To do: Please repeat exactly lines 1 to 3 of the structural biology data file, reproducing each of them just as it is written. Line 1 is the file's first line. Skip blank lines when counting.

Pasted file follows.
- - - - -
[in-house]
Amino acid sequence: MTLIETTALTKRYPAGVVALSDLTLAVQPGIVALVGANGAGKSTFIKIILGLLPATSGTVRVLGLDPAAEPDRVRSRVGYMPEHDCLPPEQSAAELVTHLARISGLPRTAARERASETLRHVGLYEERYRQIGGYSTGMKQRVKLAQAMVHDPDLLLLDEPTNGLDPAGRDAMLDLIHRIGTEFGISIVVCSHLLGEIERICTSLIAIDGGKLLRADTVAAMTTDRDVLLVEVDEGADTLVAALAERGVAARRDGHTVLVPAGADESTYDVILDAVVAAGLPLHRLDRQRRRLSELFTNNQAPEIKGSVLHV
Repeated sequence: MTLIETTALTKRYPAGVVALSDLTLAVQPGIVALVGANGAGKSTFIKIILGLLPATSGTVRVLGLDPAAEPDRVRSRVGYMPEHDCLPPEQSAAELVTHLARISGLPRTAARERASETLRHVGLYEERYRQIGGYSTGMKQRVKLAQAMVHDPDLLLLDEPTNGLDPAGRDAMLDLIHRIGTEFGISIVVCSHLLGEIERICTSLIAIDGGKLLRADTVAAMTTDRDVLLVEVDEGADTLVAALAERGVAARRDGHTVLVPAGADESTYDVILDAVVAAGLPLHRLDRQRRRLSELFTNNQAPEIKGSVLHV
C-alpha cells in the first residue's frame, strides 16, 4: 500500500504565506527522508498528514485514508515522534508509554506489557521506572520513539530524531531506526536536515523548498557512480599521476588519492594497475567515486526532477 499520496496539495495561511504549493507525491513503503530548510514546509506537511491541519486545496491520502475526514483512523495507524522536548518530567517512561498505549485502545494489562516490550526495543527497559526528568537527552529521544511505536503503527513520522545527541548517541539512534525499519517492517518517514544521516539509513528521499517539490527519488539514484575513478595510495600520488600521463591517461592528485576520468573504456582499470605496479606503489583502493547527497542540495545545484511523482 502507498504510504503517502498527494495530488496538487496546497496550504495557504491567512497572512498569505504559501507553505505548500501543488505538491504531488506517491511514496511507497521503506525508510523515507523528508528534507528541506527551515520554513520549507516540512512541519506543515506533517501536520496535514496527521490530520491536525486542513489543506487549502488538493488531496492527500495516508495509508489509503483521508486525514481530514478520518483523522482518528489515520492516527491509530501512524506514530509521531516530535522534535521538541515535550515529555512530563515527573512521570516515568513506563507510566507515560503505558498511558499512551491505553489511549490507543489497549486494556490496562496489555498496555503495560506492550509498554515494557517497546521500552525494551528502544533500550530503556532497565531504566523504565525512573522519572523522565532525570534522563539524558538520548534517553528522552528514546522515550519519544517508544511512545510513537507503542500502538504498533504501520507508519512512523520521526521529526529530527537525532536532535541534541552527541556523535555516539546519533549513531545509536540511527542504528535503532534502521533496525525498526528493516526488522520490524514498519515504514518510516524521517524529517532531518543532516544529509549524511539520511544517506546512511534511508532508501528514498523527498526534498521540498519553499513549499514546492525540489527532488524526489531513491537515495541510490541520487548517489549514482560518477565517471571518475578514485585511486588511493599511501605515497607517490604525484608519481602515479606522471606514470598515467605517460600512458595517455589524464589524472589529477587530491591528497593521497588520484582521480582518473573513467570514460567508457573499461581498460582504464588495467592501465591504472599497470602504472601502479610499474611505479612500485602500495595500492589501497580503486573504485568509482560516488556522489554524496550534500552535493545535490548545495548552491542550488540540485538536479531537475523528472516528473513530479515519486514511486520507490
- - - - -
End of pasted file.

[in-house]
Amino acid sequence: MTLIETTALTKRYPAGVVALSDLTLAVQPGIVALVGANGAGKSTFIKIILGLLPATSGTVRVLGLDPAAEPDRVRSRVGYMPEHDCLPPEQSAAELVTHLARISGLPRTAARERASETLRHVGLYEERYRQIGGYSTGMKQRVKLAQAMVHDPDLLLLDEPTNGLDPAGRDAMLDLIHRIGTEFGISIVVCSHLLGEIERICTSLIAIDGGKLLRADTVAAMTTDRDVLLVEVDEGADTLVAALAERGVAARRDGHTVLVPAGADESTYDVILDAVVAAGLPLHRLDRQRRRLSELFTNNQAPEIKGSVLHV
Repeated sequence: MTLIETTALTKRYPAGVVALSDLTLAVQPGIVALVGANGAGKSTFIKIILGLLPATSGTVRVLGLDPAAEPDRVRSRVGYMPEHDCLPPEQSAAELVTHLARISGLPRTAARERASETLRHVGLYEERYRQIGGYSTGMKQRVKLAQAMVHDPDLLLLDEPTNGLDPAGRDAMLDLIHRIGTEFGISIVVCSHLLGEIERICTSLIAIDGGKLLRADTVAAMTTDRDVLLVEVDEGADTLVAALAERGVAARRDGHTVLVPAGADESTYDVILDAVVAAGLPLHRLDRQRRRLSELFTNNQAPEIKGSVLHV